The most important skill in soccer isn’t much of a skill at all

You would expect him to score.
You would expect him to score.
Image: Reuters/Lee Smith
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Mohamed Salah’s 2017-18 season for Liverpool was a revelation. The Egyptian striker scored 32 goals in just 36 Premier League appearances, establishing himself as one of the best players in the world.

Will he do it again? Unless the 26-year-old somehow improves significantly as a player, statistics suggest almost certainly not. The 2018-19 Premier League season opens this weekend, with Liverpool facing West Ham in its first fixture.

“Expected goals” is perhaps the most important stat to come out of the soccer analytics movement. It seems ready to hit the mainstream. Although many versions of the measure have been developed, they are all based on the same fundamental idea: it’s not that the best scorers are great at shooting, it’s that they take a lot of great shots. That is, if you know the distance and angle a shot was taken from, whether it was a header, and if it was taken after a penalty or corner kick, you have nearly all the information you need to identify how likely that shot is to be a goal. Knowing which player took the shot—be it Salah or some journeyman striker coming off the bench in the 85th minute—isn’t particularly useful.

According to soccer website Undertstat, Salah had “expected goals” of 25 last year. This means that if you add up the probability that an average player would score on the shots Salah took last season, that player would normally score 25 goals. Expected goals are much more predictive of future goal scoring than actual goals, so we should assume Salah is more likely to score in the mid 20s this year than in the low 30s, like last season.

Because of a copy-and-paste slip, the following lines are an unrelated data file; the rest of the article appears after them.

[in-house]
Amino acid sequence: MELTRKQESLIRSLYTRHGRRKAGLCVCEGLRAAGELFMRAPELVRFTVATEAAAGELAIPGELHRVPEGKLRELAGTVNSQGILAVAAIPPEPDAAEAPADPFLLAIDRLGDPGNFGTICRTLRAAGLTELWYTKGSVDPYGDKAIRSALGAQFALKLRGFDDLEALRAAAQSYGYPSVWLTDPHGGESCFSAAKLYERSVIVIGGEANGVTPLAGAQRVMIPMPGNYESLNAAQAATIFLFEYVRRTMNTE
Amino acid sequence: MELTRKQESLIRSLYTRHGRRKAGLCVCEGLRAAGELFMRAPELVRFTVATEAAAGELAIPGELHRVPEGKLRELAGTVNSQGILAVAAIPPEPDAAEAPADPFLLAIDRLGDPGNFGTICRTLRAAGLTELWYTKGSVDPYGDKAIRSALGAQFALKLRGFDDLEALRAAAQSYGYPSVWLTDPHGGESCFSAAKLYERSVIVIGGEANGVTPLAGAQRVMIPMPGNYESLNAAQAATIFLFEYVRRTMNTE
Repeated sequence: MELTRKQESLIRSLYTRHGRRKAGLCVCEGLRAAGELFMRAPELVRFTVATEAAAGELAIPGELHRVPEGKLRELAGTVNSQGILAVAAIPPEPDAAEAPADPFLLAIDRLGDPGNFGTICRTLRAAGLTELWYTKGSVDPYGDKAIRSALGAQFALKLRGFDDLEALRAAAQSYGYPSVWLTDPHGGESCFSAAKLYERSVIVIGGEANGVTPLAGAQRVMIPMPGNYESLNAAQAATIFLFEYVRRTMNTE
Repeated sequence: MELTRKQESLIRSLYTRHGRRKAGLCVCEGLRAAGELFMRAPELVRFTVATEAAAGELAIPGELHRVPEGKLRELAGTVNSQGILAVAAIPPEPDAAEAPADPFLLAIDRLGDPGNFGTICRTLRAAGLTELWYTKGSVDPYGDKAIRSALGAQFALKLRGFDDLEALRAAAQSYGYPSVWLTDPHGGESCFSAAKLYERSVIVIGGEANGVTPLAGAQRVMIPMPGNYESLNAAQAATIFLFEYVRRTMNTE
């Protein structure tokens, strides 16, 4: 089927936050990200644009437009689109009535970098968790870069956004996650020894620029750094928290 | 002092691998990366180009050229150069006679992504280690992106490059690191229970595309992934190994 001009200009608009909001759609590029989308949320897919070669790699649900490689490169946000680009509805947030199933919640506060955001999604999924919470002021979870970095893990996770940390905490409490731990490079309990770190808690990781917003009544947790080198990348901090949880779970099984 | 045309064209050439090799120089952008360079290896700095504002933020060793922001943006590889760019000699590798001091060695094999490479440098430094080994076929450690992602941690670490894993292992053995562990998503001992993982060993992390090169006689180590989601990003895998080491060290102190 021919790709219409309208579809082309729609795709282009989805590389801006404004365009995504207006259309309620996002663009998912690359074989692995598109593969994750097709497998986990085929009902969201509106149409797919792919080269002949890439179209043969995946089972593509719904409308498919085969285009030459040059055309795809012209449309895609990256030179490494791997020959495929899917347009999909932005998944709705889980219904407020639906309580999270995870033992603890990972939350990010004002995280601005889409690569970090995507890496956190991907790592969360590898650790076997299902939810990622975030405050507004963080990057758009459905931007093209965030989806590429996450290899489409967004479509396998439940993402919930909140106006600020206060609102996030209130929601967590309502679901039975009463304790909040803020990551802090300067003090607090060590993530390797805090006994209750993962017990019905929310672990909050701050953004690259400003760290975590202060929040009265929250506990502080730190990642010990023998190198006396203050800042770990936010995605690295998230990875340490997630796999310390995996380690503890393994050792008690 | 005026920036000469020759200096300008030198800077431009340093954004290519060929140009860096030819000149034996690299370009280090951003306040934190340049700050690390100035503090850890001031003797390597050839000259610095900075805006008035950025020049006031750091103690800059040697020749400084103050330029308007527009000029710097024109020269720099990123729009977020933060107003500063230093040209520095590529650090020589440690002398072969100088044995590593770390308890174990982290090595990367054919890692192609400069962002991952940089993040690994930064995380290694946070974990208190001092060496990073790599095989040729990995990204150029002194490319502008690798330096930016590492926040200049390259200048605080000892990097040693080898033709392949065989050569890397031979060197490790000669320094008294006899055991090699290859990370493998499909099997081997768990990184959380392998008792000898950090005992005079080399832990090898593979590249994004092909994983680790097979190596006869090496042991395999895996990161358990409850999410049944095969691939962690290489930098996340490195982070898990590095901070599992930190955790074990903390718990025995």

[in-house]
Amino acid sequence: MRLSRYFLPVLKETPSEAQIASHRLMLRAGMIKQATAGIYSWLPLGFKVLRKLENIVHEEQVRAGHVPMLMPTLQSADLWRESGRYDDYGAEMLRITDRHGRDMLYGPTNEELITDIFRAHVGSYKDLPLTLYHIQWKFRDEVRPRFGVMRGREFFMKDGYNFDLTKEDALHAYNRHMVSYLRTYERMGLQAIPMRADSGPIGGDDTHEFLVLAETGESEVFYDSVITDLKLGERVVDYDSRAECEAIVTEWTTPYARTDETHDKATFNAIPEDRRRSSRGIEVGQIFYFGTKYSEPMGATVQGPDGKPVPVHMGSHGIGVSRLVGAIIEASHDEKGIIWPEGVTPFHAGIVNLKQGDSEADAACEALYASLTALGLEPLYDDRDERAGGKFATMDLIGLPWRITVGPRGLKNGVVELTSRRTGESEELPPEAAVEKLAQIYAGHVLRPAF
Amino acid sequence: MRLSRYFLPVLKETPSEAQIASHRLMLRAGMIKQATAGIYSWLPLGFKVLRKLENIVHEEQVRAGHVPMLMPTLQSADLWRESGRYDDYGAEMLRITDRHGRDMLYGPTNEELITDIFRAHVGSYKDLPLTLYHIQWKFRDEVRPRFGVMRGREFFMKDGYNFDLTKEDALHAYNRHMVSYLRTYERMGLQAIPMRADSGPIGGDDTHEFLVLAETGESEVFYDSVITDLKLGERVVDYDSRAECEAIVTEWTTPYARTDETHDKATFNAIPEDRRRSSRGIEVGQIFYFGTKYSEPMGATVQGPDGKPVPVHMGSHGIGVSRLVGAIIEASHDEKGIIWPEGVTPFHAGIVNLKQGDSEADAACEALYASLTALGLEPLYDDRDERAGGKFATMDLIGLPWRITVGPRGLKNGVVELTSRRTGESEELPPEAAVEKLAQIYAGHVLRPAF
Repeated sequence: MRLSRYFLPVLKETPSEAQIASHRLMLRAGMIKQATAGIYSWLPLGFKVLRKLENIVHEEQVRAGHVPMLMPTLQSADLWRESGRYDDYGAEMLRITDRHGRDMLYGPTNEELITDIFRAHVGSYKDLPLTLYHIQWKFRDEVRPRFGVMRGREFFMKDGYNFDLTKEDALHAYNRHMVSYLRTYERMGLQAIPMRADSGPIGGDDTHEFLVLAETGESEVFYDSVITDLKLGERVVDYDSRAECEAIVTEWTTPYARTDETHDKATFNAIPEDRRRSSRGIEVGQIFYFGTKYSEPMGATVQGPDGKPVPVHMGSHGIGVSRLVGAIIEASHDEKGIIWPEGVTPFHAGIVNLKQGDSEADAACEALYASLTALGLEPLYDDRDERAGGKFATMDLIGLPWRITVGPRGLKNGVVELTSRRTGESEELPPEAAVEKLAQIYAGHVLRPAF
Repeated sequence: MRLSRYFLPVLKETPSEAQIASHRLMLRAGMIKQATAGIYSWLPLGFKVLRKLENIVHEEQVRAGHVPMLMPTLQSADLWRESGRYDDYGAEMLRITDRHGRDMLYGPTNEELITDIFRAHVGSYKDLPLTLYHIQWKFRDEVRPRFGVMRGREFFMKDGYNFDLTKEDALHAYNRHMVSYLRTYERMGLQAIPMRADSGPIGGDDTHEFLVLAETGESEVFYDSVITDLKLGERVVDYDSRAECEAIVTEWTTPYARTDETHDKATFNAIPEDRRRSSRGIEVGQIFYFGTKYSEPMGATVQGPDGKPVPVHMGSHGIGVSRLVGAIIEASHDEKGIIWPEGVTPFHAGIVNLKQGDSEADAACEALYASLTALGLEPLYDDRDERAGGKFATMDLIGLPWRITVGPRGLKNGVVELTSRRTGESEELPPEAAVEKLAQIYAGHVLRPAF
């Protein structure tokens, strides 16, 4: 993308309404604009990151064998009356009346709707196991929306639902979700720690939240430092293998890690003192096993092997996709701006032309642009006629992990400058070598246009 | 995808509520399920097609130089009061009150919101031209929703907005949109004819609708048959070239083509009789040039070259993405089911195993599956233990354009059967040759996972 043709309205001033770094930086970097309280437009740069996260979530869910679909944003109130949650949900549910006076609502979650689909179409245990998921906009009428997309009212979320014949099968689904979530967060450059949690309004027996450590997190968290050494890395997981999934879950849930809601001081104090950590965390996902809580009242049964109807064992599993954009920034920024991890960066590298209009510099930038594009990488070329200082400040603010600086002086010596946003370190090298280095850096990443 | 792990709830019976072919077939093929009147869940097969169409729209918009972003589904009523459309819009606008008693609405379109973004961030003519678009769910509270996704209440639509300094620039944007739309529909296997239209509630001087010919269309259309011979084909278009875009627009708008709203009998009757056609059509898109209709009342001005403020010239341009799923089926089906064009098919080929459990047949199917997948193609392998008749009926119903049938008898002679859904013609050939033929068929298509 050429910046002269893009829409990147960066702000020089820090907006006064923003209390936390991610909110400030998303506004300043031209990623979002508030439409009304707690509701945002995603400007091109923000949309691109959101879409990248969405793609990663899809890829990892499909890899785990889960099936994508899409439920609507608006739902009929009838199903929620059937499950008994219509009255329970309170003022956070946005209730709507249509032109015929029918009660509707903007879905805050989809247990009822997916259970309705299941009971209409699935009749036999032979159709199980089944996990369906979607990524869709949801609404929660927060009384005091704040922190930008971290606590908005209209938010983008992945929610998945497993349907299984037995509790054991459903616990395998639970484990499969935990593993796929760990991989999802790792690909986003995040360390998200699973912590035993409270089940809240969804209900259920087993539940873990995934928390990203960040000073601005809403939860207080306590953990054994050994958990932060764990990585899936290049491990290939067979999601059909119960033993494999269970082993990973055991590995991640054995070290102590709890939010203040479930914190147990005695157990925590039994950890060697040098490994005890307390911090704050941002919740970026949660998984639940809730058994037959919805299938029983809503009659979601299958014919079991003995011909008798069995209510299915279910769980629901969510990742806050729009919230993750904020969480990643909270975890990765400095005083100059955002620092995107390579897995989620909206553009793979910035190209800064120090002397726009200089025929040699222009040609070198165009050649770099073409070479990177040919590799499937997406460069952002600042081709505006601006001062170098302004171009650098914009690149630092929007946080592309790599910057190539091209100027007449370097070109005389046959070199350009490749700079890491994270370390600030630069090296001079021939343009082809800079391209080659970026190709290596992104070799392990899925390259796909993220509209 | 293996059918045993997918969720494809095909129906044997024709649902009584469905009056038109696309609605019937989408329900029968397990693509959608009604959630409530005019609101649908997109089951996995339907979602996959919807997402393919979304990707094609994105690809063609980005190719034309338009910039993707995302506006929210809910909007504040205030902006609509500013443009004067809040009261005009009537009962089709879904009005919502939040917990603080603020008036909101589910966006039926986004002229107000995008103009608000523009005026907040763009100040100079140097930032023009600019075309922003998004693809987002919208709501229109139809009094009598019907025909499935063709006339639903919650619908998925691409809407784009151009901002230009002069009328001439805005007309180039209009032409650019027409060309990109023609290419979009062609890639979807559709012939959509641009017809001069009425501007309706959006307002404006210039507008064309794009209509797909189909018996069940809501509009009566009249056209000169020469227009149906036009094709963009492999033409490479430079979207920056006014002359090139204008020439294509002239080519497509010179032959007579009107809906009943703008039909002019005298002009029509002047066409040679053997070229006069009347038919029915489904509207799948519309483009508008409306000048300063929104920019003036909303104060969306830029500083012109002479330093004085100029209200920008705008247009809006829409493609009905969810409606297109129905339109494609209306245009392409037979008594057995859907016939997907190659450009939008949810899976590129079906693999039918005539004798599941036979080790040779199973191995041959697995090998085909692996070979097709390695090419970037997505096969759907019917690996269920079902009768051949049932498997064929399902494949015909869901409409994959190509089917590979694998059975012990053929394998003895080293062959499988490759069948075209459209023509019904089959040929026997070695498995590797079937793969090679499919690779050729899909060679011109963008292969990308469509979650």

That is not to say that you, dear reader, are as good as Salah at taking shots during Premier League matches. It’s just that at the very top levels of professional soccer, there isn’t a big variation between players in their ability to finish a scoring chance. Even studies that find some players are better shooters than others only detect small deviations in outcomes.

For many long-time soccer fans, this seems wrong. Mike Goodman, managing editor of the soccer analytics site Statsbomb, understands this reaction. “I wouldn’t say that finishing isn’t a skill,” he says. “It’s just a very noisy statistic and hard to quantify. The main takeaway from expected goals should be that shooting is much less important to scoring than the kinds of shots you take.” He says the context of a shot explains more than 90% of its likelihood to go in.

Goodman also says that being a great shooter is helpful in getting good shots. Real Madrid winger Gareth Bale is an example of why shooting is important. “[Bale] can rocket the ball with his left foot from 35 yards,” Goodman explains. “That means that players have to close down on him more aggressively, which means he can use his speed to go by those players, and take better shots.”

Buying into expected goals can make watching your favorite team a little less stressful. You won’t get your hopes up too much if a silky striker uncorks a shot from deep, and know when to jump up in anticipation when even a plodding center back finds himself in a (statistically) great position to score.